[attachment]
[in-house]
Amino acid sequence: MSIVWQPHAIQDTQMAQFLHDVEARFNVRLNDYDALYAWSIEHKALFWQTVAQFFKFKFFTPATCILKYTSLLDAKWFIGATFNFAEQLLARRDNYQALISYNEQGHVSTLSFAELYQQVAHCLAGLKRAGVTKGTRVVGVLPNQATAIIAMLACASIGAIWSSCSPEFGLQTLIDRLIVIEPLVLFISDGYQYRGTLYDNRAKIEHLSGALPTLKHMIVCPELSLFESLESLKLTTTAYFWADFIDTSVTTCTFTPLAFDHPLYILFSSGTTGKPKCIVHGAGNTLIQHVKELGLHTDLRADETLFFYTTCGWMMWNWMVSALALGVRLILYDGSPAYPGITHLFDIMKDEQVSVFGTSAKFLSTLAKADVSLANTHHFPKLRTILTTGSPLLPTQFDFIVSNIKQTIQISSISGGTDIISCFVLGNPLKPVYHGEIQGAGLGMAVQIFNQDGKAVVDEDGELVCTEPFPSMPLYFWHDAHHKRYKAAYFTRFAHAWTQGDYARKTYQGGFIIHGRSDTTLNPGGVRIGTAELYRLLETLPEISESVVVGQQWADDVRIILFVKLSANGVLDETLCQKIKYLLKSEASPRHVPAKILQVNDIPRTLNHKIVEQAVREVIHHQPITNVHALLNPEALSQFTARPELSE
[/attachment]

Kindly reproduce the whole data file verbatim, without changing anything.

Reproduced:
[in-house]
Amino acid sequence: MSIVWQPHAIQDTQMAQFLHDVEARFNVRLNDYDALYAWSIEHKALFWQTVAQFFKFKFFTPATCILKYTSLLDAKWFIGATFNFAEQLLARRDNYQALISYNEQGHVSTLSFAELYQQVAHCLAGLKRAGVTKGTRVVGVLPNQATAIIAMLACASIGAIWSSCSPEFGLQTLIDRLIVIEPLVLFISDGYQYRGTLYDNRAKIEHLSGALPTLKHMIVCPELSLFESLESLKLTTTAYFWADFIDTSVTTCTFTPLAFDHPLYILFSSGTTGKPKCIVHGAGNTLIQHVKELGLHTDLRADETLFFYTTCGWMMWNWMVSALALGVRLILYDGSPAYPGITHLFDIMKDEQVSVFGTSAKFLSTLAKADVSLANTHHFPKLRTILTTGSPLLPTQFDFIVSNIKQTIQISSISGGTDIISCFVLGNPLKPVYHGEIQGAGLGMAVQIFNQDGKAVVDEDGELVCTEPFPSMPLYFWHDAHHKRYKAAYFTRFAHAWTQGDYARKTYQGGFIIHGRSDTTLNPGGVRIGTAELYRLLETLPEISESVVVGQQWADDVRIILFVKLSANGVLDETLCQKIKYLLKSEASPRHVPAKILQVNDIPRTLNHKIVEQAVREVIHHQPITNVHALLNPEALSQFTARPELSE